It’s very nostalgic!

It’s one of those themed cafes that people come to for the perfect Instagram shot. They’re not exactly known for their food. I knew that coming in. I’ve been to a few character cafes in Japan (where the food is generally excellent), only to be disappointed by their dismal attempts at a meal.

You’re here for the environment, not the food. You need to have this mindset when you come to No. 16 Sekinchan Bus Cafe coz the food is very subpar.

They have a very limited and streamlined savory menu under “No. 16 Sekinchan Bus Bento Boxes”. We ordered the chicken chop meal and the Korean fried chicken wings. Unfortunately, they said the Korean fried chicken wings weren’t ready yet so we switched to the Korean-style Chicken Bibimbap.

Mandy had a mango Barbican soda and I had their White Coffee. You can’t go wrong with bottled soda but the brewed white coffee was extremely diluted and borderline tasteless.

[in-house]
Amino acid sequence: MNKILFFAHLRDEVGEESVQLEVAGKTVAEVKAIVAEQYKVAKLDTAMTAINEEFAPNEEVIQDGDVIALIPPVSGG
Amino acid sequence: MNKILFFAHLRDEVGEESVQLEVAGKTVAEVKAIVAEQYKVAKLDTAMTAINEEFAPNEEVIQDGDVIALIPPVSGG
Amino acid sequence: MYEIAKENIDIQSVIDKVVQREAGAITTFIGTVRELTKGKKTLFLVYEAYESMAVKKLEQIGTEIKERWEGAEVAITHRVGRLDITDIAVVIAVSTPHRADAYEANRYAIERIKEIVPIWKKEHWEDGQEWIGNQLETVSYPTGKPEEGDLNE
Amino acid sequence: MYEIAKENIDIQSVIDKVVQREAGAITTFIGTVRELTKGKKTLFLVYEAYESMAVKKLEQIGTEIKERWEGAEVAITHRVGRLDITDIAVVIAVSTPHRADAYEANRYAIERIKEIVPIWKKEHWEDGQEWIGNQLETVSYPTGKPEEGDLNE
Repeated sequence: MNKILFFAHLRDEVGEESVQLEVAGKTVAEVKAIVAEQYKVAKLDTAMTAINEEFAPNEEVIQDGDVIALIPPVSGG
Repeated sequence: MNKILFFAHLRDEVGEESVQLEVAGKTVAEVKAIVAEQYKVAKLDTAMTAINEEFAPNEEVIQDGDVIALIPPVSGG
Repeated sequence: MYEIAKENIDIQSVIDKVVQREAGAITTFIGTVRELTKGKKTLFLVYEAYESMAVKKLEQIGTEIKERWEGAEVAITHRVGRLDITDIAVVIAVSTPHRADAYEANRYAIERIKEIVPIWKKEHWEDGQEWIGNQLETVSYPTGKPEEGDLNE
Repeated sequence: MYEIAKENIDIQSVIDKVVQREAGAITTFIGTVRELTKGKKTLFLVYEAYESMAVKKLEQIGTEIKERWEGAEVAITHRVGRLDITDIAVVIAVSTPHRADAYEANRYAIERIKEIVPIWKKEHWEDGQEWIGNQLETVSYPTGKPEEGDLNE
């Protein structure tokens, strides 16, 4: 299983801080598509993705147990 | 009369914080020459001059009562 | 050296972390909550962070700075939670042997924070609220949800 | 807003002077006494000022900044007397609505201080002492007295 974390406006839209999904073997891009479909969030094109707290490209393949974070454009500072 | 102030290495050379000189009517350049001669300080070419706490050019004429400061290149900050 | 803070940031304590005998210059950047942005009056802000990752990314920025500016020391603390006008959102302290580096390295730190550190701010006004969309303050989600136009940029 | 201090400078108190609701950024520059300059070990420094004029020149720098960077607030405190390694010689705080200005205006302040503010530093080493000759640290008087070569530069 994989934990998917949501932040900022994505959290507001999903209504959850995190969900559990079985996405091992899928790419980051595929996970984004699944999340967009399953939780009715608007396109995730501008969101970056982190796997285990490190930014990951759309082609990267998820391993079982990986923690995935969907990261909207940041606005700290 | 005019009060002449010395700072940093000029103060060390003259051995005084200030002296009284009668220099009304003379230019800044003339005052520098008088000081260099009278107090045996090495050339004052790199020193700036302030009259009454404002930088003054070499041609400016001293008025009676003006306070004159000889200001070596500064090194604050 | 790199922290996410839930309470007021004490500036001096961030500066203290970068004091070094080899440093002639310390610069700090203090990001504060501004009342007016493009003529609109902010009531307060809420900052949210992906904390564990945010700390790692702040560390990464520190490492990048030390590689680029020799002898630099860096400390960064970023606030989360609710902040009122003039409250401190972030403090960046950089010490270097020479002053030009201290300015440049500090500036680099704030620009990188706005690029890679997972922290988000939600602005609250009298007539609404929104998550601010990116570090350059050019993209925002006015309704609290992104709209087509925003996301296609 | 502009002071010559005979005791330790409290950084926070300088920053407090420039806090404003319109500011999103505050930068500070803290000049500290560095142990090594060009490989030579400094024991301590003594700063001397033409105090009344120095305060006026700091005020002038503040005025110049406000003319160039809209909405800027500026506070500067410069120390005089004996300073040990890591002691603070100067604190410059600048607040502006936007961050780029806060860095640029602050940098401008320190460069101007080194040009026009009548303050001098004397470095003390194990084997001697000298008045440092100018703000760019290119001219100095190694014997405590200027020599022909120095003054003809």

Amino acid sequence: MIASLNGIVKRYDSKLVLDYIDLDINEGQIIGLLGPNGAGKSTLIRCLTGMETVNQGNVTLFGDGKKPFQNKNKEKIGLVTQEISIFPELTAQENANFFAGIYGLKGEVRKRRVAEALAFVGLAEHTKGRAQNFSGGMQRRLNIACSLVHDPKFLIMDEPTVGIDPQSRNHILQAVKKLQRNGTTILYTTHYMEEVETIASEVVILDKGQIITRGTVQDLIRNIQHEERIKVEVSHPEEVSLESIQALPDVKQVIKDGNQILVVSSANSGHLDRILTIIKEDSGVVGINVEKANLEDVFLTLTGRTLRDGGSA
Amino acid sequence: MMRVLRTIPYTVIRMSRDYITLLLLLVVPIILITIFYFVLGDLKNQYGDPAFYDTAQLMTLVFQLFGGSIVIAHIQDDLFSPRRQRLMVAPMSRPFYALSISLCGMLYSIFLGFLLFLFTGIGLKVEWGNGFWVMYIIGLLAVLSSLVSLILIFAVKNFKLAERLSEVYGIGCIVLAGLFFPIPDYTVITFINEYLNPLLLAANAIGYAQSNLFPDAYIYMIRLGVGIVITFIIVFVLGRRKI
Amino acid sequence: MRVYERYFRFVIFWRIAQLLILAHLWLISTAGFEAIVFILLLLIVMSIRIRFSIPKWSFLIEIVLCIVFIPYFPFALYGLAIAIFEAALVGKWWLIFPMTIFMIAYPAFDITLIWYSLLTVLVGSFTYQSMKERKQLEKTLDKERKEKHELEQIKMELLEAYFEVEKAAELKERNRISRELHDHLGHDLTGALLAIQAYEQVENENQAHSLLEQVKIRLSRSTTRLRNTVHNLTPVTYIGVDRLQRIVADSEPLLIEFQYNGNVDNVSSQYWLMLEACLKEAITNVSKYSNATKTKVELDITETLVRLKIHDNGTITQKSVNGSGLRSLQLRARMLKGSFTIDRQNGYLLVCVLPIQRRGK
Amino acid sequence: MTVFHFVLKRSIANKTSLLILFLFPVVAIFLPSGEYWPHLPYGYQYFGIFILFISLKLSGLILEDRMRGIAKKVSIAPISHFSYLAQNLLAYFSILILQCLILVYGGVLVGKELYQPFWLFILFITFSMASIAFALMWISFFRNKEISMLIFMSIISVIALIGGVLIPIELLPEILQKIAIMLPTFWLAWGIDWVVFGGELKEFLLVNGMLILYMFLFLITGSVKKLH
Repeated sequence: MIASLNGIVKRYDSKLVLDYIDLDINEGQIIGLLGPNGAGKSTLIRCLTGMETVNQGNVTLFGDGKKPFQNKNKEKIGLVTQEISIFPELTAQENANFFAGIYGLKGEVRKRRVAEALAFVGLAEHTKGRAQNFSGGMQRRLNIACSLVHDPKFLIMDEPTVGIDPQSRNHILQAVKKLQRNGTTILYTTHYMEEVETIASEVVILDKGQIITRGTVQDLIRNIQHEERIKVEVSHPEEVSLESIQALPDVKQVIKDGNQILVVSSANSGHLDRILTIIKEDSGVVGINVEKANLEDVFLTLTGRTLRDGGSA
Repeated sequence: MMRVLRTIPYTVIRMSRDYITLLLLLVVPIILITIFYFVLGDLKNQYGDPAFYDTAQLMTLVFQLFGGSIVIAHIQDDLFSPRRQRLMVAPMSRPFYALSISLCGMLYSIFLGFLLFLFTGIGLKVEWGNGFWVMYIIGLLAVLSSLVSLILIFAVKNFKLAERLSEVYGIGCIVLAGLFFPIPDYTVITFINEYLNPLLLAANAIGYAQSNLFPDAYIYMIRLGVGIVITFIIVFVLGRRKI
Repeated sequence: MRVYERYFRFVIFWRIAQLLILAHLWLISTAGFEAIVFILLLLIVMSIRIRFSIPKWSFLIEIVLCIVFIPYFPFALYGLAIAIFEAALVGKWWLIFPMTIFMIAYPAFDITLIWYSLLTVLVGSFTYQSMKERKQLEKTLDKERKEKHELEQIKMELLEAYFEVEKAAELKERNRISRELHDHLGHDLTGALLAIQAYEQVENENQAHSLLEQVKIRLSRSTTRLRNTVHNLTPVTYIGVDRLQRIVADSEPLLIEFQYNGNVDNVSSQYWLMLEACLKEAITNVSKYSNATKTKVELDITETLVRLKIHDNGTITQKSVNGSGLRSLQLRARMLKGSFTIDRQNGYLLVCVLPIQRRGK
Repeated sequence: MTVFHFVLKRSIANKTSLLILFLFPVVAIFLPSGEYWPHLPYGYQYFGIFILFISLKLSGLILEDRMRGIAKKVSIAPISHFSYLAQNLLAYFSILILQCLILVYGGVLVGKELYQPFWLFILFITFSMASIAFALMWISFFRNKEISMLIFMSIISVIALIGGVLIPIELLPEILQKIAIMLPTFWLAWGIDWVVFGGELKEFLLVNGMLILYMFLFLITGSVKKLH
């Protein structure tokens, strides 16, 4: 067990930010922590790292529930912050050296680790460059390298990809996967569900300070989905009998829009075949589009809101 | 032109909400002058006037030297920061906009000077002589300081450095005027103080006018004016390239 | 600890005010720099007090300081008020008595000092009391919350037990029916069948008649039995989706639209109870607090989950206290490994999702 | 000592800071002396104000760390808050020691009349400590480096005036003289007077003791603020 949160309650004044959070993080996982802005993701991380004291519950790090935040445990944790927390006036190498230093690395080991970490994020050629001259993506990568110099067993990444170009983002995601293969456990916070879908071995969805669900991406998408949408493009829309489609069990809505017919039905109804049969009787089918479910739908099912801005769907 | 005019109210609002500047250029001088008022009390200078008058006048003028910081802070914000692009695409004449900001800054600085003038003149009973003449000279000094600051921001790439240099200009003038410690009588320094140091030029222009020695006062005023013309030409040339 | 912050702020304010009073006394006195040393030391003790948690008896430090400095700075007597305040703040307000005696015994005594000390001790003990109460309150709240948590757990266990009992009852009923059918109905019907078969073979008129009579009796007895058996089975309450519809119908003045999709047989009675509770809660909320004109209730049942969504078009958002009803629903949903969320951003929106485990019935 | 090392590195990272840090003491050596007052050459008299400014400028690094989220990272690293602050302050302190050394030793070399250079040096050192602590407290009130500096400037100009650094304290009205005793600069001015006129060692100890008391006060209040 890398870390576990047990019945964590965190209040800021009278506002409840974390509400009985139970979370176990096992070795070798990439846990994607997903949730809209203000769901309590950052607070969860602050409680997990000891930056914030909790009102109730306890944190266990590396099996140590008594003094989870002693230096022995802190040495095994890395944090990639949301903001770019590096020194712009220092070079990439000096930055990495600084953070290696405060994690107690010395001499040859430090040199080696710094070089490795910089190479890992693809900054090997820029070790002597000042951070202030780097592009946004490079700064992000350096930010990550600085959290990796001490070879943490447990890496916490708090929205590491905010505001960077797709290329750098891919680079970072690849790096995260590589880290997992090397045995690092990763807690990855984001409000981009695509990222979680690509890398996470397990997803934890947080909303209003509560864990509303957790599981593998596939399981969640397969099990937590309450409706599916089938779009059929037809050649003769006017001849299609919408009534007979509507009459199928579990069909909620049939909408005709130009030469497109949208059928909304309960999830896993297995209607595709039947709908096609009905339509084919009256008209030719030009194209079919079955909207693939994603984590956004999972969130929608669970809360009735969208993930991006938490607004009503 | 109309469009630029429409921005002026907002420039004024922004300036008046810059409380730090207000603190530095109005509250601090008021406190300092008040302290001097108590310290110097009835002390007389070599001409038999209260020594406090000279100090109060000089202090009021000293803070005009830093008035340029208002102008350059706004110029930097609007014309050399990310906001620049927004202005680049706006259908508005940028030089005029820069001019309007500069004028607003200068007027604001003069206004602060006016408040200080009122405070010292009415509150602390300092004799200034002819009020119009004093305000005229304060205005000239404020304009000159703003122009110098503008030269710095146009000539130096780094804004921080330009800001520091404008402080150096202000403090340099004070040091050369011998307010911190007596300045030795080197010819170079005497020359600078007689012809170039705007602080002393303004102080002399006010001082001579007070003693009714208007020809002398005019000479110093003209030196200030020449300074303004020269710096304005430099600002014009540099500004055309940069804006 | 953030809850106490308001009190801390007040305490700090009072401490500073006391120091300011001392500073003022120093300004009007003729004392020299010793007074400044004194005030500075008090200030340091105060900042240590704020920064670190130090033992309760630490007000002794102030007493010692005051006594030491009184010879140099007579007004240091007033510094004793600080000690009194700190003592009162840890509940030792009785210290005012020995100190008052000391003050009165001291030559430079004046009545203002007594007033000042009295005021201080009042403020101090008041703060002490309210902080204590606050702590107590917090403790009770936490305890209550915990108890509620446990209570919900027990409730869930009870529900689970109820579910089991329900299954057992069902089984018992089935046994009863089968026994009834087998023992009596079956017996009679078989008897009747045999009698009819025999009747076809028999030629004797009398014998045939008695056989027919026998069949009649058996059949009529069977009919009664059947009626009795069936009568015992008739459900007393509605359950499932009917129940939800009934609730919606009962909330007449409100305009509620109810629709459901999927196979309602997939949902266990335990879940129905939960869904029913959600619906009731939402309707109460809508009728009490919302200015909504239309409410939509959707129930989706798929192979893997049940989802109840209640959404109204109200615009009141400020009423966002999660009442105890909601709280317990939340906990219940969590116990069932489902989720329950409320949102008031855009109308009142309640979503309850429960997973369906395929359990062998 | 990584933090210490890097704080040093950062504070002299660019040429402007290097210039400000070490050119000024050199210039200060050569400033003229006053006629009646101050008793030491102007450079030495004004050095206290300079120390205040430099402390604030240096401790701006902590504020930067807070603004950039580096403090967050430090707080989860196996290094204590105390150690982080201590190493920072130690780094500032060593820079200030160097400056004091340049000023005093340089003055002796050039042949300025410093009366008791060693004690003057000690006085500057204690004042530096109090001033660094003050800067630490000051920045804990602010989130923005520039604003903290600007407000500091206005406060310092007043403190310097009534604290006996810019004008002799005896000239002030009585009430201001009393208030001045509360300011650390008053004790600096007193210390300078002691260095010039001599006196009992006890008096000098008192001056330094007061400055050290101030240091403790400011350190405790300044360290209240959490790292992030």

Mandy is laughing here coz she thought the shaved ice in the bucket meant to cool your drink is for pouring the drinks into, until I corrected her. Haha.

I thought both our food orders were horrible – I honestly don’t have anything good to say about the mains we ordered except that they’re both dreadful. Food isn’t their forte. I compared it unfavorably with airline food! Service was also spotty – the Chinese girl was disinterested and low-energy but the Malay girl fared better. Another gripe of mine is that the bus was way too stuffy during the afternoon heat despite the air-conditioning going full blast. I shudder to imagine how hot it’ll be with more people inside.